Montreal’s Largest Startup Career Fair Draws Y Combinator Grad to Hire Students

It’s not everyday that one sees a Y Combinator-funded startup outside the comfortable bounds of Silicon Valley.

Widely regarded as the most prestigious program for technology entrepreneurs, the Y Combinator program has helped build many of the billion-dollar institutions that define the web—Dropbox, Reddit, AirBnB, and more. The average valuation of a company in the program is about 48 million dollars, and one of those on-average-48-million-dollar startups, ZenPayroll, sent their employees all the way up to Montreal.

It takes something special to draw one of the leaders in technology so far away from home.

The McGill Entrepreneurs Society was responsible for an event that connected talented students with brilliant startups, something special that rippled all the way to Silicon Valley. They’ve evolved over the last year from a closed McGill club, to a dynamic society that connects all Montreal students with a host of young enterprises. They painstakingly worked many weeks to assemble over thirty startups from around the world in the middle of McGill campus—double the amount of last year, bringing this year’s event to a whole new level. Nine hundred students from across Montreal came to explore a career track a world away from what the typical corporation could offer.

FounderFuel graduates Transit App and Provender sat together, and had their founders evangelizing furiously about why students should join in their explosive growth. An internal dashboard sat in front of Transit App’s kiosk, pinging every time somebody used the application in Toronto to locate public transit routes. The frequent changes in the screen were hypnotic. It was a fascinating bird’s eye view into a startup that had already achieved solid traction, and was looking for talent to grow to the next level.

Not everybody was looking for just hirees. Decode Global was looking for people to test out a new version of their popular game Get Water, a social gaming application that versed a large part of its’ proceedings to charity:water. They were looking to raise awareness on campus, and find that special person that would help them scale: judging by the number of people signed on for both purposes, they must have been happy with the results.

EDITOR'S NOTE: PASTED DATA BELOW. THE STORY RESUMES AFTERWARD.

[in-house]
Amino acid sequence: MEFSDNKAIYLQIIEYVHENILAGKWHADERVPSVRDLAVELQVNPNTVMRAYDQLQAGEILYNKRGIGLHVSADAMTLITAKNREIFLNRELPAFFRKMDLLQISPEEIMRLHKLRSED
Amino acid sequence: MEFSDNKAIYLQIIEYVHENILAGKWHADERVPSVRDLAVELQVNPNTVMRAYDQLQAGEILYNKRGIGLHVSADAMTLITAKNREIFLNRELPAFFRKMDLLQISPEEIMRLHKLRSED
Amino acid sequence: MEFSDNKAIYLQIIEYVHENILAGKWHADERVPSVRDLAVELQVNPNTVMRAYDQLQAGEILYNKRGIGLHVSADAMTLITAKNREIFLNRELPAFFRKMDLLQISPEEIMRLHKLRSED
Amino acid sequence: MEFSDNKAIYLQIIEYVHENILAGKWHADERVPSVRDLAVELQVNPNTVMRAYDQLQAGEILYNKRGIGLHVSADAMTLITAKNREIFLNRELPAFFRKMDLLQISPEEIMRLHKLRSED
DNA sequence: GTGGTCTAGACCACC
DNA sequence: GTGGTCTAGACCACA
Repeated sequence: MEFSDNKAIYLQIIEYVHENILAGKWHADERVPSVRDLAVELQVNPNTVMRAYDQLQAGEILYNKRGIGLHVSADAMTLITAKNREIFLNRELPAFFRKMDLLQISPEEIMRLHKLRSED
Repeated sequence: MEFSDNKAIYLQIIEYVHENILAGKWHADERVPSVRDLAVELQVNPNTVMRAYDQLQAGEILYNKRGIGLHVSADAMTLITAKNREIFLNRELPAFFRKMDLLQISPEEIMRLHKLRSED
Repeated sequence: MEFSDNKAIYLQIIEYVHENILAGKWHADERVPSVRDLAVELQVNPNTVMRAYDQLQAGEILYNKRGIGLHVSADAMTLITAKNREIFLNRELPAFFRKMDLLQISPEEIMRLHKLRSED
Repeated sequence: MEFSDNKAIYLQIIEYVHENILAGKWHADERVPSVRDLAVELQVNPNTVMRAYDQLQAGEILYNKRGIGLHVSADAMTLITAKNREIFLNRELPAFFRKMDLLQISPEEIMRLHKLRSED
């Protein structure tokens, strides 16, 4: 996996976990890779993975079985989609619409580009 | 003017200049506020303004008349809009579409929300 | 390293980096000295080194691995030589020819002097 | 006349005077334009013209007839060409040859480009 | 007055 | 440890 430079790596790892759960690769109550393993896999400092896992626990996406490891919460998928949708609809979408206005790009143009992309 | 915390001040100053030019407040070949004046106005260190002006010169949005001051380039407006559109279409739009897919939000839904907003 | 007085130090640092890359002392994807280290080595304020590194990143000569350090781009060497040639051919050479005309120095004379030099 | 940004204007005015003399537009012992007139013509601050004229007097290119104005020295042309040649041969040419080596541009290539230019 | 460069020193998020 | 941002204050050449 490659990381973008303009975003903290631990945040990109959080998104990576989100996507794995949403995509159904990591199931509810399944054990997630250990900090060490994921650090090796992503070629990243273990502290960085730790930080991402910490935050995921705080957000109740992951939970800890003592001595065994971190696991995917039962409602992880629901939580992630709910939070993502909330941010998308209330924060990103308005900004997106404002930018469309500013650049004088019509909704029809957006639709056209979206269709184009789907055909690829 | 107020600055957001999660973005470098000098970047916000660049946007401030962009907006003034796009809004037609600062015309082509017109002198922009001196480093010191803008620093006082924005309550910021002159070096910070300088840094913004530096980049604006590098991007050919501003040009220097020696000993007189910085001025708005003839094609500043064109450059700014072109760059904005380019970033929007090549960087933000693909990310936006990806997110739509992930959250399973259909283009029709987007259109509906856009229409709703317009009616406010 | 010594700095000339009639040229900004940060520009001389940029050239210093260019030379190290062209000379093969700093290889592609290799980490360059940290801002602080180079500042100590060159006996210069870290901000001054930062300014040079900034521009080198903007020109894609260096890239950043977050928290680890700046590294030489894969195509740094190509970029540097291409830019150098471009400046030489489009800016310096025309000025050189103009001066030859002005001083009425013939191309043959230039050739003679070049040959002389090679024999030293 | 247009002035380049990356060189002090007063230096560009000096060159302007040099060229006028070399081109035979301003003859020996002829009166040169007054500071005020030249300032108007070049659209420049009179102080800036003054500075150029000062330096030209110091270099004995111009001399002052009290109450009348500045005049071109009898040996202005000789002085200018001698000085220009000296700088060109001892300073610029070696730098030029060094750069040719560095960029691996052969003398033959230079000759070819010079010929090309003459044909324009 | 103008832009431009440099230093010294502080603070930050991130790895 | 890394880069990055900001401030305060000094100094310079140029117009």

The results of the career fair itself could be seen through the engagement, and resumes collected. Excitement reigned as students explored the startup world. There were tables piled with fresh resumes, and tons of new connections forged that might otherwise not have been.

Montreal stalwarts Wajam, Busbud, and Frank & Oak were looking to hire their new connections en masse, and grow with the help of local talent. Guestdriven, a software as a service solution for managing hotel guests and their preferences, was looking for student talent a few days before they would announce closing a three million dollar financing round. Outpost, a search engine for rideshares and P2P travel options, had their young founders front and center, chattering away with people about the same age as they were. From table to table, the theme that resonated was of a strong, diverse, and vibrant Montreal startup ecosystem looking to nurture local talent so that they could grow together.

And what of the obvious thematic outlier? ZenPayroll had had previous success hiring McGill alumni, and they were looking for more Montrealers to join them for an experience of a lifetime in the Valley. Had the kiosk representatives met Drew Houston, founder of Dropbox? No, but he was an investor in their company. Had they talked with Paul Graham, head of Y Combinator, and a legend in the startup world? Yeah, he was a cool guy. These representatives had been close to some of the most exciting moments in startup life, and yet as they connected with Montreal students, their smiles were broad, and their eyes genuinely sparkled with the energy of the room.

It was just that special of an event.